Common pain relievers known as nonsteroidal anti-inflammatory drugs (NSAIDs) should be taken with a strong dose of caution to minimize the risk of side-effects, according to Canadian doctors who developed guidelines for the medications.
NSAIDs have received a lot of bad publicity lately, with several reports questioning the safety of high doses of celecoxib (brand name Celebrex) -- a newer NSAID called a COX-2 inhibitor -- and an older medication called diclofenac. Another COX-2 inhibitor, rofecoxib (Vioxx), was withdrawn from the market after it was found to increase the risk of suffering a heart attack.
FDA advisors to scrutinize Pfizer's Celebrex for possible expansion. November 28 2006: 11:31 AM EST
WASHINGTON, D.C. (Reuters) -- U.S. drug reviewers have questioned Pfizer Inc.'s data showing the pain reliever Celebrex was as effective as an older drug, naproxen, in treating juvenile rheumatoid arthritis, according to documents released on Tuesday.
The Food and Drug Administration will ask an advisory panel that meets Wednesday for input on whether the agency should expand the approved uses of Celebrex to include juvenile rheumatoid arthritis. The panel also will be asked if more studies are needed, an FDA staff summary said.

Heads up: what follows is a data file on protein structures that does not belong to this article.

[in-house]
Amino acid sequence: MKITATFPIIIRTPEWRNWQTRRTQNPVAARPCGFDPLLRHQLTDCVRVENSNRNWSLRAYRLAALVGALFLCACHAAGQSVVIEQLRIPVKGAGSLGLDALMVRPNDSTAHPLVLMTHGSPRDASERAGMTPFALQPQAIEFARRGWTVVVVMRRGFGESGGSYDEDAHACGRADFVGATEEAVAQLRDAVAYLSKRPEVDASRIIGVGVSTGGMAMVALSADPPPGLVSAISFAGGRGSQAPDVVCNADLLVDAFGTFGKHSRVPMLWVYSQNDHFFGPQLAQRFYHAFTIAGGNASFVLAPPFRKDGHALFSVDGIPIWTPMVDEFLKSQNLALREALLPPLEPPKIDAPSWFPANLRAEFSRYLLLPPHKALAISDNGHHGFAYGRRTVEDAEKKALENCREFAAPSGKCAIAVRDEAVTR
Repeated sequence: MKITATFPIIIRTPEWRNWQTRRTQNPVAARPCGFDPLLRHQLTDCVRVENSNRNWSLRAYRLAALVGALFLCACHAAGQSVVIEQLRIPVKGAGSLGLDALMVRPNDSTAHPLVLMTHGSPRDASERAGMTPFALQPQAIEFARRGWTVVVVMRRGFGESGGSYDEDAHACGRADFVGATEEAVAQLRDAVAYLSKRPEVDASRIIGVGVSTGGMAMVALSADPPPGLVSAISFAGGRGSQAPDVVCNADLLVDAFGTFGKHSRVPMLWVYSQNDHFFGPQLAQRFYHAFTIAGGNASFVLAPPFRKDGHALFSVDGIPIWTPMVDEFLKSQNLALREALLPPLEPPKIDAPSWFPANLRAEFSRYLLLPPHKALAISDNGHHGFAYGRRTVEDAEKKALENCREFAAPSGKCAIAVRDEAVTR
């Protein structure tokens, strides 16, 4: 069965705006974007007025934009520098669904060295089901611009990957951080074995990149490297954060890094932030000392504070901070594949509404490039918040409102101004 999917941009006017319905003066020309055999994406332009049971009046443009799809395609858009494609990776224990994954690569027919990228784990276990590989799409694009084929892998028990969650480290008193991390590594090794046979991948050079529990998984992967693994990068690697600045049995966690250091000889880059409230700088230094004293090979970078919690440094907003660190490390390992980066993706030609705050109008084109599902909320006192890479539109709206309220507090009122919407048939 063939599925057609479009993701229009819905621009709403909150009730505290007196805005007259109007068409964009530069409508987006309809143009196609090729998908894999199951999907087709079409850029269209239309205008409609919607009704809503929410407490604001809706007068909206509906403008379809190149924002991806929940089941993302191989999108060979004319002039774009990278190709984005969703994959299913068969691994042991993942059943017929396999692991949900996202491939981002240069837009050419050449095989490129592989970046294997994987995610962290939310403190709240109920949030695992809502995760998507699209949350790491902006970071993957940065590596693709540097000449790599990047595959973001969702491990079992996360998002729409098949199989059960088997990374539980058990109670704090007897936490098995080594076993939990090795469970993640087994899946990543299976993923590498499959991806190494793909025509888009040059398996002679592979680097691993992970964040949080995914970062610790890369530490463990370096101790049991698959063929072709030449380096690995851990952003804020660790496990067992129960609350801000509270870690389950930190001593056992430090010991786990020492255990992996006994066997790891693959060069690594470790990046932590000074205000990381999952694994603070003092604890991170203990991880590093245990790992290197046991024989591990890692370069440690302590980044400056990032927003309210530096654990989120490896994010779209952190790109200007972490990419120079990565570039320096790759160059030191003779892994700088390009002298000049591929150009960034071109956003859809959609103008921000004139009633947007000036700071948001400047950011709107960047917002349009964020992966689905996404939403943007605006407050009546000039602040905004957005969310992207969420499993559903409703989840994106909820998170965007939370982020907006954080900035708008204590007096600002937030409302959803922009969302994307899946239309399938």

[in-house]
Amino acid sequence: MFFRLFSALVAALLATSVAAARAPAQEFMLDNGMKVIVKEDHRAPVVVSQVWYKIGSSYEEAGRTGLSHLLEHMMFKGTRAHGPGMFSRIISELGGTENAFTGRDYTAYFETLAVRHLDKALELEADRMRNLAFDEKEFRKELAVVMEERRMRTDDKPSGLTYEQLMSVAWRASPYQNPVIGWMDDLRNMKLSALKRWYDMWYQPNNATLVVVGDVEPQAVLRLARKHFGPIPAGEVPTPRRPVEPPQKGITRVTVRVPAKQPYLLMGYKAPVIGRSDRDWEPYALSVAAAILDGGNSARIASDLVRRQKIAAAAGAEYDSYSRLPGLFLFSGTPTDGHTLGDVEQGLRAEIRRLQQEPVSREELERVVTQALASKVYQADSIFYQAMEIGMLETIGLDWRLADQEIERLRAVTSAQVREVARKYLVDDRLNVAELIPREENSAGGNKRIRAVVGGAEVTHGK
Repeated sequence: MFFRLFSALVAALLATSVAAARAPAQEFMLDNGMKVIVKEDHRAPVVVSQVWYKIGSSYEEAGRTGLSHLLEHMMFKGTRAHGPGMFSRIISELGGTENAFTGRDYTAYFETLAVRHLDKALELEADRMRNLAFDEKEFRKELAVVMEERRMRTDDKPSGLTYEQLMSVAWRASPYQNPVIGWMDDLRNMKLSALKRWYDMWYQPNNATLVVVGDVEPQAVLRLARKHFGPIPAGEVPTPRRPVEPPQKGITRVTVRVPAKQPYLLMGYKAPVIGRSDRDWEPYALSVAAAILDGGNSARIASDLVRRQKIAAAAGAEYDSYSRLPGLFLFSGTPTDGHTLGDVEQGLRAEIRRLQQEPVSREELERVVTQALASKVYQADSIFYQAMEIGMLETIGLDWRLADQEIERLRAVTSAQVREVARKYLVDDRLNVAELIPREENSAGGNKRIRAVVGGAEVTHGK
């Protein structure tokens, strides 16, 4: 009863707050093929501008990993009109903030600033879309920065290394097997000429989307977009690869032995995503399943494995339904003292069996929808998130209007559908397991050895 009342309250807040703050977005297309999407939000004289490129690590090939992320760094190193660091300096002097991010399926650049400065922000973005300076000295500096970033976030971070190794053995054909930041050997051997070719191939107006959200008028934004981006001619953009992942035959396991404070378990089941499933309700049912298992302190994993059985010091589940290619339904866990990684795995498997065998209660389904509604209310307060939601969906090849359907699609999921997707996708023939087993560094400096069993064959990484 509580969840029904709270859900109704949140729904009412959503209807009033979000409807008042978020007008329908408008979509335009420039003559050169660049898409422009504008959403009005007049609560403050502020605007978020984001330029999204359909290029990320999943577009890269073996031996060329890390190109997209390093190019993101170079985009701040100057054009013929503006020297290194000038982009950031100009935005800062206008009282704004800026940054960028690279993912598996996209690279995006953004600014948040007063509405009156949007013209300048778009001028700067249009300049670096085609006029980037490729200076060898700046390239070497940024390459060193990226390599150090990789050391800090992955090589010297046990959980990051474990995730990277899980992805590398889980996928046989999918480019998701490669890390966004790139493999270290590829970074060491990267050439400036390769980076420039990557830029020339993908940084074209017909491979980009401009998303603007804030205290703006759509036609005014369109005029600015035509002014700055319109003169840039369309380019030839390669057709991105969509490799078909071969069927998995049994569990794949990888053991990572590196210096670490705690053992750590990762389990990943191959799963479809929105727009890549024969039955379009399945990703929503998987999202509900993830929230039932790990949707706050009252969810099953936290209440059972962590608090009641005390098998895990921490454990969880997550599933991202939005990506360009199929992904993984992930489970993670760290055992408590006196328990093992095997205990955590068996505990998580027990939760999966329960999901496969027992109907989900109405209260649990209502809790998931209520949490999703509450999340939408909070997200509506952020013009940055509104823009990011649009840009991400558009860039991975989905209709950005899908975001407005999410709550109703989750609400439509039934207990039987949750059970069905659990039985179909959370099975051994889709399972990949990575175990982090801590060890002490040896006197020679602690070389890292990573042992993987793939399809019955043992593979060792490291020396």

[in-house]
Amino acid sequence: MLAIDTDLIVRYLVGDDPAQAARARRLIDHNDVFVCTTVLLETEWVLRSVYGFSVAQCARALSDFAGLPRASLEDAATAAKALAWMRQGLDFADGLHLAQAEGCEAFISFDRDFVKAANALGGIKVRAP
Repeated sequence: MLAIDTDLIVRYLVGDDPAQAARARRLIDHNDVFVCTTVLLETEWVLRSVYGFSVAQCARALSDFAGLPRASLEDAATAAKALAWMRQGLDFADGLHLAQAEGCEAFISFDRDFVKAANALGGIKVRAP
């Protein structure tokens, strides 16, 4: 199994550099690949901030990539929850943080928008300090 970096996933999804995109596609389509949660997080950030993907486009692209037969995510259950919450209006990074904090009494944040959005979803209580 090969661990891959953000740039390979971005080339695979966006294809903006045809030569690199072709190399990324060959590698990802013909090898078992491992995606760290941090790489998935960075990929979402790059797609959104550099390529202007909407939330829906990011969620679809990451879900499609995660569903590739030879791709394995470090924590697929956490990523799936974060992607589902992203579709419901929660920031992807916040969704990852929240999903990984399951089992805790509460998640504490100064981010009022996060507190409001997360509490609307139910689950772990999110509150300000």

Some risks of the traditional NSAIDs were well known before the development of selective cyclooxygenase-2 (COX-2) inhibitors (coxibs). Sixteen thousand deaths a year in the United States and 1900 a year in Canada were blamed on NSAID-induced gastric perforations, obstructions and bleeds. NSAID use was complicated also by numerous other side effects, including hypertension, heart failure and renal insufficiency.
The coxibs were developed as a solution to the gastrointestinal (GI) toxicity of NSAIDs. Randomized controlled trials, designed to demonstrate a decreased rate of gastric perforations, obstructions and bleeds, were the first large-scale trials evaluating the safety of coxibs compared with traditional NSAIDs. [more]